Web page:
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Re: RDFa Vocabularies

From: Philip Taylor <pjt47@cam.ac.uk>
Date: Tue, 12 Jan 2010 17:03:08 +0000
Message-ID: <4B4CAB4C.3070905@cam.ac.uk>
To: Ivan Herman <ivan@w3.org>
CC: Manu Sporny <msporny@digitalbazaar.com>, RDFa mailing list <public-rdf-in-xhtml-tf@w3.org>
Ivan Herman wrote:
> On 2010-1-12 16:13 , Manu Sporny wrote:
>> Ivan Herman wrote:
>>> It does put an extra load on implementation that is non negligible.
>> Yes, that's very true. Remote retrieval of vocabulary documents makes it
>> impossible to do a Javascript implementation unless there is a new
>> browser feature added (for retrieving plain text @vocab documents). For
>> example:
>>
>> var vocab = document.getVocabulary("http://example.org/vocab");
>>
>> The http://example.org/vocab document would have to exist in the current
>> document in a @vocab attribute in order for the browser to allow
>> retrieving it. We may want to consider adding this requirement to the
>> RDFa API document.
>>
> 
> That is a tall order. I am not a JS expert but isn't it correct that
> this restrictions is deeply rooted in the browser environment?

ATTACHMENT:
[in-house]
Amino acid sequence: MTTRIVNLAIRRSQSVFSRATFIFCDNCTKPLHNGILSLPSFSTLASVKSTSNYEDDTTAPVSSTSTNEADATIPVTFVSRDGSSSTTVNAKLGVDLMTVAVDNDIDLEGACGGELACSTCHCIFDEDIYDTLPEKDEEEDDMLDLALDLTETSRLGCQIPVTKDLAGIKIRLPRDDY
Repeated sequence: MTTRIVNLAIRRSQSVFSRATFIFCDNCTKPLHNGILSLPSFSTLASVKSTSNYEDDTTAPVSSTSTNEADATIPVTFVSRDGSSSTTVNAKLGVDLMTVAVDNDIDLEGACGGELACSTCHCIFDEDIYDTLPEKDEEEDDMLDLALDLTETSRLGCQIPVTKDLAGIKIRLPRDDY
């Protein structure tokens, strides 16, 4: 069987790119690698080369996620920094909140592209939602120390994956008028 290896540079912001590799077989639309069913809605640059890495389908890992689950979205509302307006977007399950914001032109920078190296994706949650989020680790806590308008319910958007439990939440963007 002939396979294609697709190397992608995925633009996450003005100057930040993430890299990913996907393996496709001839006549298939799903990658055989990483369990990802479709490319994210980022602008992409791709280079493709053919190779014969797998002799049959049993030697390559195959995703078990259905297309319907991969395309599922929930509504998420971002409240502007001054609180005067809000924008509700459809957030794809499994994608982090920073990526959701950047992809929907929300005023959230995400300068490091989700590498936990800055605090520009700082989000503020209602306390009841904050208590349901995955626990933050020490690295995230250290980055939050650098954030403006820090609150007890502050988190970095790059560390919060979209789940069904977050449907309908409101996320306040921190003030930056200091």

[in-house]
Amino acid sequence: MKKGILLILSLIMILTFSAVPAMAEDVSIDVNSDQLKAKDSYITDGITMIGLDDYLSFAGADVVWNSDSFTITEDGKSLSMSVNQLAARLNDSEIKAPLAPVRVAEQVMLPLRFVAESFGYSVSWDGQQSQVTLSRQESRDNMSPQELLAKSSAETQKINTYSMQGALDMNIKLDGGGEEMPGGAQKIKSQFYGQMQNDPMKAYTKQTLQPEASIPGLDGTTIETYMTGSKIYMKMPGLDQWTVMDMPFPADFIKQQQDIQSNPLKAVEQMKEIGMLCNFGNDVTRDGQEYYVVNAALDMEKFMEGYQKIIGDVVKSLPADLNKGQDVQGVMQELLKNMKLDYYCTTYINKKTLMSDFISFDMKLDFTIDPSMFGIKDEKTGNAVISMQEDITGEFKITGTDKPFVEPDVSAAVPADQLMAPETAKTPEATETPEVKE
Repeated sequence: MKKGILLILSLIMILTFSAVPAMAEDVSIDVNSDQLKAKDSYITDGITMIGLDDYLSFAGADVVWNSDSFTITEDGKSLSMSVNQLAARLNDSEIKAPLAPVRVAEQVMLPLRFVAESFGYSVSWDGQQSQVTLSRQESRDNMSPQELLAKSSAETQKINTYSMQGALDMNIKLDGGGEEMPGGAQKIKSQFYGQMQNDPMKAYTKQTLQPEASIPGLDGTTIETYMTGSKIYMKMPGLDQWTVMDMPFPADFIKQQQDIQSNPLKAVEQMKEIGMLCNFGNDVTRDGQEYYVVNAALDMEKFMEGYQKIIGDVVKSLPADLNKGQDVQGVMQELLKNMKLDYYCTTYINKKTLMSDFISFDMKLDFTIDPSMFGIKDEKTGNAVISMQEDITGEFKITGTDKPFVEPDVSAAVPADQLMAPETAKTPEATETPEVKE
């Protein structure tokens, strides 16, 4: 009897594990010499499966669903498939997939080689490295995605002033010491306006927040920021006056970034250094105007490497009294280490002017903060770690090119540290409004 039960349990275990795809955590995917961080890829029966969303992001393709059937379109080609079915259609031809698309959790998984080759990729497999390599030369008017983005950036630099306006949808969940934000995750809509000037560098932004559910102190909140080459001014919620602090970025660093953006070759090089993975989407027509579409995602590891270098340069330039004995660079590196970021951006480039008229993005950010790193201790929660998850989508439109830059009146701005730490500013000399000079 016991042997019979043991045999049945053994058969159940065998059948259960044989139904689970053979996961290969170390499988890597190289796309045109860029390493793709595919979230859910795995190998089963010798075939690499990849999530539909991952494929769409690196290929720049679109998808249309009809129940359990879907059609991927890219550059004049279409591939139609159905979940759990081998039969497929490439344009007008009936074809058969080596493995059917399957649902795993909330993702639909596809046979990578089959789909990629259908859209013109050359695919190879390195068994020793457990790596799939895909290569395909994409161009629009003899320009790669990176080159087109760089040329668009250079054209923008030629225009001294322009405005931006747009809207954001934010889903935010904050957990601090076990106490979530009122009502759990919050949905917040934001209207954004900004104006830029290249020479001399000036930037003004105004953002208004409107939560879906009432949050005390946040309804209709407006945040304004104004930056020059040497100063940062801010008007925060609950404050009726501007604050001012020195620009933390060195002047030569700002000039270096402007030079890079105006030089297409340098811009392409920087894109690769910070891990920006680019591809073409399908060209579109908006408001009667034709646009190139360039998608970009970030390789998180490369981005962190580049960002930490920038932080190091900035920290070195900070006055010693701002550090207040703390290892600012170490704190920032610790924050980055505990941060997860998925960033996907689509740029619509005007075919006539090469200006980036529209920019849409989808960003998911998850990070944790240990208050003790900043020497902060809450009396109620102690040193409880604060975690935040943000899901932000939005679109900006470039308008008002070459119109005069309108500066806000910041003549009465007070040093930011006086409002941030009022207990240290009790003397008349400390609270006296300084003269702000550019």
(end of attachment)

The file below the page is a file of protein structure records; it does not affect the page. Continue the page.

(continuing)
If I'm understanding the discussion correctly, then the problem is that 
browser security is based on the same-origin policy, which means scripts 
running on a page generally can't access data from a different origin 
(where "origin" is basically domain+port+scheme). So a script that's 
used on http://whatever.example/ can't access data from 
http://example.org/vocab (because that would allow the first site to 
access private data on the user's intranet, or private data that other 
sites associate with the user via cookies).

CORS (http://dev.w3.org/2006/waf/access-control/) allows servers to 
relax that restriction, so example.org could be configured to allow 
access from anyone, in which case it could be read with XMLHttpRequest 
(in Firefox 3.5+ and Safari 4+; and with XDomainRequest in IE8+).

I'd expect an API like getVocabulary that doesn't use CORS and ignores 
the same-origin policy would be rejected as insecure, since it can be 
used to reveal information that would otherwise be inaccessible to scripts.

-- 
Philip Taylor
pjt47@cam.ac.uk
Received on Tuesday, 12 January 2010 17:03:37 UTC

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